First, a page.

• Created by: Chynna
  • Created on: 12-04-13 16:42


There is an electric field around a charged object

  • region where it can attract/repel other charges
  • Charge measured in coulombs (C)
  •  If charged object is placed in an electric field, it will feel a force

Can calculate force using coulomb’s law

  •  = permittivity of material between charges
  •  -r is the distance between Q1 and Q2
  •  If the charges are opposite, force is attractive, F will be negative
  • If the charges are alike, force is repulsive, F will be positive
  •  Force of Q1 is always equal and opposite to the force on Q2
  •  It’s an inverse square law – the further apart the charges are, the weaker the force between them
  • The size of force also depends on the permittivity of the material between the 2 charges, for free space it is: 8.85 x 10-12 C2N-1m-2
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Electric fields can be radial or uniform

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Electric field strength is force per unit charge

  •  E – force per unit positive charge, the force that a charge of +1C would experience if it was placed in an electric field
  •  E is a vector pointing in the direction that a positive charge would move
  • Units = newtons per coulomb
  •  Field strength is like the measure of how tightly packed the field lines are
  • In a radial field, the field strength depends on how far you are from the charge
  • In a uniform field, the field strength is the same everywhere 

In a radial field, E is inversely proportional to r2

·         As you go further away from a point charge Q, the field lines get further apart and the field strength decreases

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In a uniform field, E is the same everywhere 

  • Field lines are parallel – field strength is the same at all points within the field
  • Field strength between 2 parallel plates depends on the potential difference, V, and the distance, d, between them
  •  E = V/d 

Investigating a uniform field

  • An atomiser creates a fine mist of oil drops that are charged by friction as they leave the atomiser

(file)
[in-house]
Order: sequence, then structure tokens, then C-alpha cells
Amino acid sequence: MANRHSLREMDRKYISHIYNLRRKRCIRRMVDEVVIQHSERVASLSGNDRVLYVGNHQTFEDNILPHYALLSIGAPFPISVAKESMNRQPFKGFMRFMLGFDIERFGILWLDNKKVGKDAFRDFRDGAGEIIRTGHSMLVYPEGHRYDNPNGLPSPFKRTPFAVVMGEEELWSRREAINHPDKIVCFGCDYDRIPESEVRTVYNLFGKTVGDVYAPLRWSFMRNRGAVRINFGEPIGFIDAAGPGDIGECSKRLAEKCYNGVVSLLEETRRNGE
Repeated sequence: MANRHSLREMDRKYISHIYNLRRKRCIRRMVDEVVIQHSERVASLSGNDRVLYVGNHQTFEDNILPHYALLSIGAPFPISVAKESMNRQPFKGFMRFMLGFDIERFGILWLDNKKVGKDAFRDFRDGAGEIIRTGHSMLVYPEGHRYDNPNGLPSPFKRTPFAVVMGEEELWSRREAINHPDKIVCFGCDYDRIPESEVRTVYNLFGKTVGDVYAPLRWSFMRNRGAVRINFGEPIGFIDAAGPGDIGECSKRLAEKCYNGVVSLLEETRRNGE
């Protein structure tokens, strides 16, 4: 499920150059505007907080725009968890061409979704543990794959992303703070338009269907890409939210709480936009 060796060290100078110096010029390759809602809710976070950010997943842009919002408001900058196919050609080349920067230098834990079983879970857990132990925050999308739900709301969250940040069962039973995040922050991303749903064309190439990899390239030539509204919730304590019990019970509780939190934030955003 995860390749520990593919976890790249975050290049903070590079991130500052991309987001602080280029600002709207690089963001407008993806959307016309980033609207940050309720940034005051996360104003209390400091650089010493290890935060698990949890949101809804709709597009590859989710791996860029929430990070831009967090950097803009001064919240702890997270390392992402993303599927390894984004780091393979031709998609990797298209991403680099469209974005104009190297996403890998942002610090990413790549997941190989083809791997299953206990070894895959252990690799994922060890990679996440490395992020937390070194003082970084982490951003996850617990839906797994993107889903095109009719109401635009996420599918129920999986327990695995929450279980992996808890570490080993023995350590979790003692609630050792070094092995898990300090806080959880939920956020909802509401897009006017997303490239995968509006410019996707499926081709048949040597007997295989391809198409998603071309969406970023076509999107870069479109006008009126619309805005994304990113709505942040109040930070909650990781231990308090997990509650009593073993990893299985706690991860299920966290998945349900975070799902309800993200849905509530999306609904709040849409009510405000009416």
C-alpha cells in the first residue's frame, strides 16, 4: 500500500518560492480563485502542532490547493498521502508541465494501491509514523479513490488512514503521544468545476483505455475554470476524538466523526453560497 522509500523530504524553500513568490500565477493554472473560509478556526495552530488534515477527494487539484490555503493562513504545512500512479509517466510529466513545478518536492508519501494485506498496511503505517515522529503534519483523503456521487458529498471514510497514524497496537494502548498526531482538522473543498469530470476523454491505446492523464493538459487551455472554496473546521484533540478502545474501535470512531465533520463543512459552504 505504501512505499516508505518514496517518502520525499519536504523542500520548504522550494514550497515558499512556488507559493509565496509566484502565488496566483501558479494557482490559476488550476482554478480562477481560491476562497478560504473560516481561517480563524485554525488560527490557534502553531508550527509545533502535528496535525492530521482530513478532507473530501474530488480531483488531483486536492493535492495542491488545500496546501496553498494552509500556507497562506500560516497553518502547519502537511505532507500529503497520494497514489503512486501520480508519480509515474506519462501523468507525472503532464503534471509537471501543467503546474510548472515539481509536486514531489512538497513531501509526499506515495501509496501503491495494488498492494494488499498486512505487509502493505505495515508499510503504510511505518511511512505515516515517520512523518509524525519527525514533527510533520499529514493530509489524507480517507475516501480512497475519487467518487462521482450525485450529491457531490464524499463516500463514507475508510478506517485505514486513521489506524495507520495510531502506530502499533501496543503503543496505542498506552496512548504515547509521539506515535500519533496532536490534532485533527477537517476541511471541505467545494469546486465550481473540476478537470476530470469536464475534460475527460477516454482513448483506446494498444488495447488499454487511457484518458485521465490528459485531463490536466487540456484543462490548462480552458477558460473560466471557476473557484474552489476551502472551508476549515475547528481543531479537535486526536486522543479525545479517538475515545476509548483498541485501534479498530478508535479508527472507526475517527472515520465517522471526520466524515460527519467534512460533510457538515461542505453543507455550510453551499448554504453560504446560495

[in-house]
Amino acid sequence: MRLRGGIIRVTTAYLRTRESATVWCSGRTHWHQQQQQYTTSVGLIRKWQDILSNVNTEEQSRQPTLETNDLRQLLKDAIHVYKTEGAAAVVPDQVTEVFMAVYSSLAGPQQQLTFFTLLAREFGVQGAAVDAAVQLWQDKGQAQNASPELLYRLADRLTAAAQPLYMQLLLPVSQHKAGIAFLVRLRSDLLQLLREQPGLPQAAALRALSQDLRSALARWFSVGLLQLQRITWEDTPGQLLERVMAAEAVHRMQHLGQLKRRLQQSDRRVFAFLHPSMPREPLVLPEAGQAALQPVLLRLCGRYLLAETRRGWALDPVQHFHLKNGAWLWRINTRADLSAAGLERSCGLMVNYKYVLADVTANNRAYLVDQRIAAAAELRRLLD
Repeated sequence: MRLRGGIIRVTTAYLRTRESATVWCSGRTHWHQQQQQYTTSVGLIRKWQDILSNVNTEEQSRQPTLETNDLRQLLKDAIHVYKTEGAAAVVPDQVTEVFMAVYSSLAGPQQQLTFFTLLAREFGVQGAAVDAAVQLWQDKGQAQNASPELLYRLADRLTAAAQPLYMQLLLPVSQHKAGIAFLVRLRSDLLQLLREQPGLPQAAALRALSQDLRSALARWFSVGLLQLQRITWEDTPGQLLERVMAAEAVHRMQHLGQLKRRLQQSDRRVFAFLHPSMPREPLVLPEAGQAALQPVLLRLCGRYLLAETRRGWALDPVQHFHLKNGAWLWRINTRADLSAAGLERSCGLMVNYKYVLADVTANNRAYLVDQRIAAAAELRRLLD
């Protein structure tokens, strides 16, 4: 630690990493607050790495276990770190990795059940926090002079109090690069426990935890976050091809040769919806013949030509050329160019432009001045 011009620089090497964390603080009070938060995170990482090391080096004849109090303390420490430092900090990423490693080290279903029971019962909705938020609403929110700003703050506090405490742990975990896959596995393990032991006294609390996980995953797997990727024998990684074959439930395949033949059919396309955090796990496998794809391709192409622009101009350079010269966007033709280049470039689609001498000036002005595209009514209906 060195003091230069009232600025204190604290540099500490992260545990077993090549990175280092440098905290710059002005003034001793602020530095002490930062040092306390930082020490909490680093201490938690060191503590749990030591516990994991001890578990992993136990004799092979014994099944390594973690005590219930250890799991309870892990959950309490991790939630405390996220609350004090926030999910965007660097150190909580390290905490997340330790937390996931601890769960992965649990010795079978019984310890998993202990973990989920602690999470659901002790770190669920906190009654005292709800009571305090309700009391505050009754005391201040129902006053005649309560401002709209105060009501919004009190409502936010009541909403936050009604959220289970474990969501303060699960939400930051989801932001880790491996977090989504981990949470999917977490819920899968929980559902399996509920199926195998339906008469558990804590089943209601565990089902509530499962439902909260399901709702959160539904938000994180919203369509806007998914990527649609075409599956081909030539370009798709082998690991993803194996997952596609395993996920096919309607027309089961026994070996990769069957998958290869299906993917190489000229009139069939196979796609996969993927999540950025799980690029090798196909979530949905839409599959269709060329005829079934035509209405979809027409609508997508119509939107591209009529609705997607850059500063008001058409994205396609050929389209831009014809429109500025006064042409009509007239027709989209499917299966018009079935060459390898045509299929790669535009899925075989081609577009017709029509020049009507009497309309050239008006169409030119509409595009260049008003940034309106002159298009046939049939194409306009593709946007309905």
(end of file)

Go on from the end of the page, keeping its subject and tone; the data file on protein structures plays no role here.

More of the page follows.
• When the circuit is off, the drops fall from the plate to the bottom plate due to their weight
  • When it is switched on, the p.d. between the plates creates a uniform electric field, which exerts a force on the oil drops. A negatively charged oil drop can be made to ‘float’ between the plates by balancing the upward force from the electric field w/ the 
  •  If you increase the p.d., you increase the field strength so the oil drop moves towards the positive top plate
  • If you increase the distance between the plates or decrease the p.d., you reduce the field strength + the oil drop falls from the bottom plate due to its weight 
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Capacitance – amount of charge stored per volt

C = Q/V – units = farads (F)

Investigate the charge stored by a capacitor experimentally

  • Set up a test circuit 6to measure current and pd
  • Constantly adjust the variable resistor to keep the charging current constant for as long as you can
  • Record the pd at regular intervals until it equals the battery pd
  • From these results you can plot the following graphs: current against time and charge against pd 

Capacitors store energy

  • When switch is flicked to the left, charge builds up on the plates of the capacitor. Electrical energy, provided by the battery, is stored by the capacitor
  • If switch is flicked to right, energy stored on the plates will discharge through the bulb, converting electrical energy into light and heat